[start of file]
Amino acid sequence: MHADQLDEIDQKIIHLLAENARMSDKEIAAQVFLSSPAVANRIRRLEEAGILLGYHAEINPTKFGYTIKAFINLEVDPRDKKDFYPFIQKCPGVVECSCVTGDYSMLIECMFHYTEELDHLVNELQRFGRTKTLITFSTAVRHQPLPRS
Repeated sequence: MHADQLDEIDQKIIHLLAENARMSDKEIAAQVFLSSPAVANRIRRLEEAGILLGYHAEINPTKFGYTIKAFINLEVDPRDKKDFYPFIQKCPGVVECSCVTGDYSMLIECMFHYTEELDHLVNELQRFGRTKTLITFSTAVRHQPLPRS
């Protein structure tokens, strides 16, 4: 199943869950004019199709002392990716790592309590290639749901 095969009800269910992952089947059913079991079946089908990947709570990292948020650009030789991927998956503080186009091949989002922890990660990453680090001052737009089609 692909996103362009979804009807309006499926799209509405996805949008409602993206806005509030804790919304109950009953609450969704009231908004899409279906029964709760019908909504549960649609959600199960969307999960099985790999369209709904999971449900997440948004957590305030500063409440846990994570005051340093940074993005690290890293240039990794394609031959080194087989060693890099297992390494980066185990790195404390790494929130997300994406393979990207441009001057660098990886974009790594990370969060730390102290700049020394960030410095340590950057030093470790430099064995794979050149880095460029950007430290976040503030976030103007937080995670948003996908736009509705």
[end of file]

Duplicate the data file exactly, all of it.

Amino acid sequence: MHADQLDEIDQKIIHLLAENARMSDKEIAAQVFLSSPAVANRIRRLEEAGILLGYHAEINPTKFGYTIKAFINLEVDPRDKKDFYPFIQKCPGVVECSCVTGDYSMLIECMFHYTEELDHLVNELQRFGRTKTLITFSTAVRHQPLPRS
Repeated sequence: MHADQLDEIDQKIIHLLAENARMSDKEIAAQVFLSSPAVANRIRRLEEAGILLGYHAEINPTKFGYTIKAFINLEVDPRDKKDFYPFIQKCPGVVECSCVTGDYSMLIECMFHYTEELDHLVNELQRFGRTKTLITFSTAVRHQPLPRS
């Protein structure tokens, strides 16, 4: 199943869950004019199709002392990716790592309590290639749901 095969009800269910992952089947059913079991079946089908990947709570990292948020650009030789991927998956503080186009091949989002922890990660990453680090001052737009089609 692909996103362009979804009807309006499926799209509405996805949008409602993206806005509030804790919304109950009953609450969704009231908004899409279906029964709760019908909504549960649609959600199960969307999960099985790999369209709904999971449900997440948004957590305030500063409440846990994570005051340093940074993005690290890293240039990794394609031959080194087989060693890099297992390494980066185990790195404390790494929130997300994406393979990207441009001057660098990886974009790594990370969060730390102290700049020394960030410095340590950057030093470790430099064995794979050149880095460029950007430290976040503030976030103007937080995670948003996908736009509705």